Editor's Note: This is part of our ongoing news coverage of Japan's earthquake and nuclear emergency.
In the disastrous accident unfolding at Japan's Fukushima nuclear power plant, essentially the same chain of events has unfolded three times: first the failure of backup systems meant to keep cooling systems running if the plant lost external power, evidently the result of damage to turbine generators from the earthquake and tsunami; then the explosion of the outer containment building, apparently the result of hydrogen buildup from several possible sources.
Emergency operators flooded reactor vessels with seawater to cool them and stop core melting. Operators also injected boron to head off a recriticality--a situation in which melting fuel reconfigures itself and starts reacting self-sustainably again. Meanwhile, with some radiation escaping the plant, the evacuation zone was expanded to a 20-30 kilometer radius and authorities passed out potassium iodide, which prevents radioactive iodine from concentrating in the thyroid gland and causing cancer.
Because of the explosion and the radiation leakage, Fukushima already ranks as the second most serious nuclear power plant accident after Chernobyl. In terms of public impact, it may come in first because it's taking place in a country that has the world's most sophisticated earthquake prediction and mitigation systems, top-notch nuclear technology, and a pronounced national radiation phobia. Japan is not a technically backward country with notoriously poor reactor designs, the way the former Soviet Union was. Its nuclear power plants were designed and built with an acute consciousness of extreme earthquake dangers.
So how is it, despite that sophistication, awareness, and preparedness, that the Fukushima crisis has nonetheless exceeded worst-case thinking? Here, the story is reminiscent of Three Mile Island and Chernobyl, and the message seems to be the same: Worst-case scenario builders consistently underestimate the statistical probability of separate bad things happening simultaneously, as the result of the same underlying causes. As the TMI accident evolved, the nation was mesmerized by the buildup of hydrogen gas in the reactor vessel (a prospect no member of the general public had ever heard of before) and the danger of its exploding. Subsequent post mortems found, in addition, that a substantial fraction of the reactor core melted during the accident. Had it melted through the bottom of the vessel, a vast amount of radioactivity would have found its way into the Susquehanna River and Chesapeake Bay, poisoning their waters permanently.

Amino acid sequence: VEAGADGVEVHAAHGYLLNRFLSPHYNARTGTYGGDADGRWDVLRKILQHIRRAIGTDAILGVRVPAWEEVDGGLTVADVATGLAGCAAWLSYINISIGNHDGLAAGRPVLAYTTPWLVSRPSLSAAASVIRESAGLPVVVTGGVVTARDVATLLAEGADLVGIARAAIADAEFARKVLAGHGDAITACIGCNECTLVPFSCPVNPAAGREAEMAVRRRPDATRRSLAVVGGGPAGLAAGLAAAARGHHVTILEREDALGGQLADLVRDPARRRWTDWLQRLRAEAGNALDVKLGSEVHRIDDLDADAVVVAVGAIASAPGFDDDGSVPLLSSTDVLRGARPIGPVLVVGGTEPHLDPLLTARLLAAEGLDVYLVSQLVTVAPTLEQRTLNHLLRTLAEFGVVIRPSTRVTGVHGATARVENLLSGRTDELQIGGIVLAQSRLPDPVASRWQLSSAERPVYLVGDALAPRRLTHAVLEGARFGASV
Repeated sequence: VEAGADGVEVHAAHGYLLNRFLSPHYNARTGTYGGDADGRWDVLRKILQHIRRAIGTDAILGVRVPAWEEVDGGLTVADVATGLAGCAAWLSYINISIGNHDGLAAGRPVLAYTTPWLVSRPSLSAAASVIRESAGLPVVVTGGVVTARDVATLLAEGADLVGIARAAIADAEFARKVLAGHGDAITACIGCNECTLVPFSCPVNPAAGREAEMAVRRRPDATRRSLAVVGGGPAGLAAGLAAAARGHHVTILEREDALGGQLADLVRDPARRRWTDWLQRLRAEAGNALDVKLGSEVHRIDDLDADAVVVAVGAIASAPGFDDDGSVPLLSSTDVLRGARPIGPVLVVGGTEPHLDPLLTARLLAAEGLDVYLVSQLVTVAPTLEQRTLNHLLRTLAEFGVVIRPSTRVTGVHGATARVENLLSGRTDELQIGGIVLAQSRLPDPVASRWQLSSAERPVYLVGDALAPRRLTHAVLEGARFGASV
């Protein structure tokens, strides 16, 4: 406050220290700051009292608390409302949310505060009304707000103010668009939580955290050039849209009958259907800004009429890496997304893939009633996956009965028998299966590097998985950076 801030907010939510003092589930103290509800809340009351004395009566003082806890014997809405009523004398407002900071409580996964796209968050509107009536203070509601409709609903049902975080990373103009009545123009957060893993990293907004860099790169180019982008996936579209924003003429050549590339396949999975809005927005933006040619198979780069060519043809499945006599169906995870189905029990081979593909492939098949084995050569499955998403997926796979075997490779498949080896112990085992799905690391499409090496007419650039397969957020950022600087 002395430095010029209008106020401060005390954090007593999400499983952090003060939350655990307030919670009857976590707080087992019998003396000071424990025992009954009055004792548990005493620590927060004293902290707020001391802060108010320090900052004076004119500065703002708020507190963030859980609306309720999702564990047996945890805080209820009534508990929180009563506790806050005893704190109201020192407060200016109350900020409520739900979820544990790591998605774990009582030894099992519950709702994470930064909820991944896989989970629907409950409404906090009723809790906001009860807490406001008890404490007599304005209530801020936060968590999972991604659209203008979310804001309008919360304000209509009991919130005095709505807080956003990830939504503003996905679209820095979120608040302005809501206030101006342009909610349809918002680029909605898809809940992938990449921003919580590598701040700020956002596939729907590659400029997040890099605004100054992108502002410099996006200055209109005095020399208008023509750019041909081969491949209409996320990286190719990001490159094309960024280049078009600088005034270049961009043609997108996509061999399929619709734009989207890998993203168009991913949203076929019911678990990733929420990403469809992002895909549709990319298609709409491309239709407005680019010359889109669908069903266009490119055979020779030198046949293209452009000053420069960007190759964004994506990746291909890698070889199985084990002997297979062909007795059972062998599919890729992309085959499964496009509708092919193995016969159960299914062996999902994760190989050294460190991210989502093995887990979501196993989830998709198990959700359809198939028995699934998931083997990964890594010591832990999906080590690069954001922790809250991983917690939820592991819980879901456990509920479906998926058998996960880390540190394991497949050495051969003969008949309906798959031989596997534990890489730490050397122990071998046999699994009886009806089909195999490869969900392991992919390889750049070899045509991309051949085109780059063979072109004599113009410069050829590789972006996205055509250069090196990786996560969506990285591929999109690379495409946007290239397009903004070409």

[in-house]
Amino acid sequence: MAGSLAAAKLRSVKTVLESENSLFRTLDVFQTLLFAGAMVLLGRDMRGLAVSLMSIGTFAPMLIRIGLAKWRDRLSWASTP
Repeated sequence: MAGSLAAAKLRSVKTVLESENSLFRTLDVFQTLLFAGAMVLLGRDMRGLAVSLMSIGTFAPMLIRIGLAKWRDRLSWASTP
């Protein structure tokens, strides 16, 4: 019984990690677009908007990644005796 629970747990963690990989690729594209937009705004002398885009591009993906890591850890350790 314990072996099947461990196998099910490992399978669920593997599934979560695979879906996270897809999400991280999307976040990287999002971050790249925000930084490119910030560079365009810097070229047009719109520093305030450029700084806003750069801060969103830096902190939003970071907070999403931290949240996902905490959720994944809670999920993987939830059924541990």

In Chernobyl, a peculiar design feature that the general public had never heard of--a positive reactivity void coefficient--caused first one explosion and then, very likely, a second. Such explosions supposedly couldn't happen in nuclear reactors, but it turned out they could in some types. Water flashing to steam had caused reactivity to escalate (the positive feedback loop from water voiding), prompting more water to flash to steam, leading to more overpower, until the plant "disassembled," as the technical literature puts it. In addition, overpressure from the boiling waters in the cooling pipes lifted the top of the poorly designed reactor vessel, rupturing all pipes and control-rod systems, putting the reactor completely out of control. It was, as major reports done by various national and international authorities would later put it, a "worse than worst-case accident."
Actually, every major nuclear accident has been worse than worst case, and that's a fact every nuclear advocate--this one included--will have to take into account. As we learned in the global financial crisis as well, instruments and devices thought of as separate entities can all "go south" as the result of a single underlying cause, upending estimates of how serious and consequential any one failure would be.